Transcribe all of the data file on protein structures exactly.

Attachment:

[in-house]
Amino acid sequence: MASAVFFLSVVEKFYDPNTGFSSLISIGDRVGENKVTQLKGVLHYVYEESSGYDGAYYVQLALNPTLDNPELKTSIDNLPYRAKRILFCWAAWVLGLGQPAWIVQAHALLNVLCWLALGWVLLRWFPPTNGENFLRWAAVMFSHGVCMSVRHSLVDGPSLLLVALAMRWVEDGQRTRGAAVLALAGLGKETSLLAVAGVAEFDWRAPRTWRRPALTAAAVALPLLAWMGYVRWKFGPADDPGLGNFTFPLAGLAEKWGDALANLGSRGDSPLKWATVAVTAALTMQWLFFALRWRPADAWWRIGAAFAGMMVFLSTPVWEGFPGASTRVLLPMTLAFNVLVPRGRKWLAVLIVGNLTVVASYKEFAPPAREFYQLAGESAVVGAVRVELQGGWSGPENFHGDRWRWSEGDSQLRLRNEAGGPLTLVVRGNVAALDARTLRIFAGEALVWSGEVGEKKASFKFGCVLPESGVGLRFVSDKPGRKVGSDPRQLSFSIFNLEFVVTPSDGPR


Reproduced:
[in-house]
Amino acid sequence: MASAVFFLSVVEKFYDPNTGFSSLISIGDRVGENKVTQLKGVLHYVYEESSGYDGAYYVQLALNPTLDNPELKTSIDNLPYRAKRILFCWAAWVLGLGQPAWIVQAHALLNVLCWLALGWVLLRWFPPTNGENFLRWAAVMFSHGVCMSVRHSLVDGPSLLLVALAMRWVEDGQRTRGAAVLALAGLGKETSLLAVAGVAEFDWRAPRTWRRPALTAAAVALPLLAWMGYVRWKFGPADDPGLGNFTFPLAGLAEKWGDALANLGSRGDSPLKWATVAVTAALTMQWLFFALRWRPADAWWRIGAAFAGMMVFLSTPVWEGFPGASTRVLLPMTLAFNVLVPRGRKWLAVLIVGNLTVVASYKEFAPPAREFYQLAGESAVVGAVRVELQGGWSGPENFHGDRWRWSEGDSQLRLRNEAGGPLTLVVRGNVAALDARTLRIFAGEALVWSGEVGEKKASFKFGCVLPESGVGLRFVSDKPGRKVGSDPRQLSFSIFNLEFVVTPSDGPR